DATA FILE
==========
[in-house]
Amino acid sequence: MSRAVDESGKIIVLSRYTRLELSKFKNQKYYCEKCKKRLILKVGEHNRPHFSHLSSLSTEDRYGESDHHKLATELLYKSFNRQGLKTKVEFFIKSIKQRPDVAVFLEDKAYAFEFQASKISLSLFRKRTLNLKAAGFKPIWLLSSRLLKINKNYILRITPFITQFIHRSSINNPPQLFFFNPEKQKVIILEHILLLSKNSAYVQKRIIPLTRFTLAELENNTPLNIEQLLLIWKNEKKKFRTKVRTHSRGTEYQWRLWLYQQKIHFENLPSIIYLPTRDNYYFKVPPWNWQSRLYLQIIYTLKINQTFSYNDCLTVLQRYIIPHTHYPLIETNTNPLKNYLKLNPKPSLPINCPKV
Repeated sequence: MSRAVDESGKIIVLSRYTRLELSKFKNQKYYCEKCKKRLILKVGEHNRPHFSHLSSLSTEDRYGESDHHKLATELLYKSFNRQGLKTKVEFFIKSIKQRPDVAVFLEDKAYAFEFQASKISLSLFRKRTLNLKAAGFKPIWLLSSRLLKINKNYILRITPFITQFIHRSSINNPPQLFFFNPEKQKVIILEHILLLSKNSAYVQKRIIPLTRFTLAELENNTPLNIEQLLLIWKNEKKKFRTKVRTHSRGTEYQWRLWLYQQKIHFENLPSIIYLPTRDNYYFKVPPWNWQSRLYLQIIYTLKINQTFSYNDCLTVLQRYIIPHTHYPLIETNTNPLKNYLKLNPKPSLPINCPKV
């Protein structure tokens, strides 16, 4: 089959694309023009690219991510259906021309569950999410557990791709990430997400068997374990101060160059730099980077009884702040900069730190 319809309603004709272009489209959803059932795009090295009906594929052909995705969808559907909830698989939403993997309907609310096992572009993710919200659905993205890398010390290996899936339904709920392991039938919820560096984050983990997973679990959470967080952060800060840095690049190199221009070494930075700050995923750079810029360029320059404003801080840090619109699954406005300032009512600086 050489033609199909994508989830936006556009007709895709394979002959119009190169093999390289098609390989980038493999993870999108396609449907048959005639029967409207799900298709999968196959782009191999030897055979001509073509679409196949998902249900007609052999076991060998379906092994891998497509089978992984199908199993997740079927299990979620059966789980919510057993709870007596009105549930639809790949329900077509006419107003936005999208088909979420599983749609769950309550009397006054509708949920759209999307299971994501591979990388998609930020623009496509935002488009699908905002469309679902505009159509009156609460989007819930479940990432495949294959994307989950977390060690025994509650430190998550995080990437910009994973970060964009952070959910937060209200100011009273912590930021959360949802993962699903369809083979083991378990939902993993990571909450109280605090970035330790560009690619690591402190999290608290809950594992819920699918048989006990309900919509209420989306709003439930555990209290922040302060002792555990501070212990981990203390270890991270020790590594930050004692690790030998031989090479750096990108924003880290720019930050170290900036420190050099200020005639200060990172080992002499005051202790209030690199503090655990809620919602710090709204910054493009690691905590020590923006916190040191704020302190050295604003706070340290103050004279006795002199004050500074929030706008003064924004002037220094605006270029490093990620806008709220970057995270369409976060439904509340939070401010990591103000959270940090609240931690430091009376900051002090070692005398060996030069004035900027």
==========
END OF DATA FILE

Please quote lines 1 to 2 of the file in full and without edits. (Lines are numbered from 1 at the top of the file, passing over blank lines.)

[in-house]
Amino acid sequence: MSRAVDESGKIIVLSRYTRLELSKFKNQKYYCEKCKKRLILKVGEHNRPHFSHLSSLSTEDRYGESDHHKLATELLYKSFNRQGLKTKVEFFIKSIKQRPDVAVFLEDKAYAFEFQASKISLSLFRKRTLNLKAAGFKPIWLLSSRLLKINKNYILRITPFITQFIHRSSINNPPQLFFFNPEKQKVIILEHILLLSKNSAYVQKRIIPLTRFTLAELENNTPLNIEQLLLIWKNEKKKFRTKVRTHSRGTEYQWRLWLYQQKIHFENLPSIIYLPTRDNYYFKVPPWNWQSRLYLQIIYTLKINQTFSYNDCLTVLQRYIIPHTHYPLIETNTNPLKNYLKLNPKPSLPINCPKV